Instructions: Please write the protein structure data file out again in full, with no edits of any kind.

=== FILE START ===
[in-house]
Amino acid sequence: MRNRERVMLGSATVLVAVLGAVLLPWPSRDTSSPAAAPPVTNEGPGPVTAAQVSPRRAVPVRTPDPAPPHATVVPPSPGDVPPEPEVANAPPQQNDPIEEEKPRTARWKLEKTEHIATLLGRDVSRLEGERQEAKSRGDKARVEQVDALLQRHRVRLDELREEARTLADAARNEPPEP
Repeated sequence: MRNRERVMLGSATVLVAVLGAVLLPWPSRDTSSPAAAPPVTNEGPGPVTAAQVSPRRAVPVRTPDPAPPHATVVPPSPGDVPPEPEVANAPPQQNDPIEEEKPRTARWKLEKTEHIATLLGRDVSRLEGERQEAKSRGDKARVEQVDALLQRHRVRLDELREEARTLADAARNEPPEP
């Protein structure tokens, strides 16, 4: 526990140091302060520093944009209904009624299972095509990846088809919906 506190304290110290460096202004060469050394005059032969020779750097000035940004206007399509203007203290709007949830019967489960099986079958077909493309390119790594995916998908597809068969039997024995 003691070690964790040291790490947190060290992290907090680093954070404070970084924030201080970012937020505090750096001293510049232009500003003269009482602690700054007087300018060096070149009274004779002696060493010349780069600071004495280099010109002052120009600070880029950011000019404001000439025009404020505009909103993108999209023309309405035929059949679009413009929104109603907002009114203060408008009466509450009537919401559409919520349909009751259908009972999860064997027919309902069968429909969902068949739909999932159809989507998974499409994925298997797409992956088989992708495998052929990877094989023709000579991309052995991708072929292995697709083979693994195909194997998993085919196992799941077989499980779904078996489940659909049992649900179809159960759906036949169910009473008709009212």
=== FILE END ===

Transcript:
[in-house]
Amino acid sequence: MRNRERVMLGSATVLVAVLGAVLLPWPSRDTSSPAAAPPVTNEGPGPVTAAQVSPRRAVPVRTPDPAPPHATVVPPSPGDVPPEPEVANAPPQQNDPIEEEKPRTARWKLEKTEHIATLLGRDVSRLEGERQEAKSRGDKARVEQVDALLQRHRVRLDELREEARTLADAARNEPPEP
Repeated sequence: MRNRERVMLGSATVLVAVLGAVLLPWPSRDTSSPAAAPPVTNEGPGPVTAAQVSPRRAVPVRTPDPAPPHATVVPPSPGDVPPEPEVANAPPQQNDPIEEEKPRTARWKLEKTEHIATLLGRDVSRLEGERQEAKSRGDKARVEQVDALLQRHRVRLDELREEARTLADAARNEPPEP
């Protein structure tokens, strides 16, 4: 526990140091302060520093944009209904009624299972095509990846088809919906 506190304290110290460096202004060469050394005059032969020779750097000035940004206007399509203007203290709007949830019967489960099986079958077909493309390119790594995916998908597809068969039997024995 003691070690964790040291790490947190060290992290907090680093954070404070970084924030201080970012937020505090750096001293510049232009500003003269009482602690700054007087300018060096070149009274004779002696060493010349780069600071004495280099010109002052120009600070880029950011000019404001000439025009404020505009909103993108999209023309309405035929059949679009413009929104109603907002009114203060408008009466509450009537919401559409919520349909009751259908009972999860064997027919309902069968429909969902068949739909999932159809989507998974499409994925298997797409992956088989992708495998052929990877094989023709000579991309052995991708072929292995697709083979693994195909194997998993085919196992799941077989499980779904078996489940659909049992649900179809159960759906036949169910009473008709009212």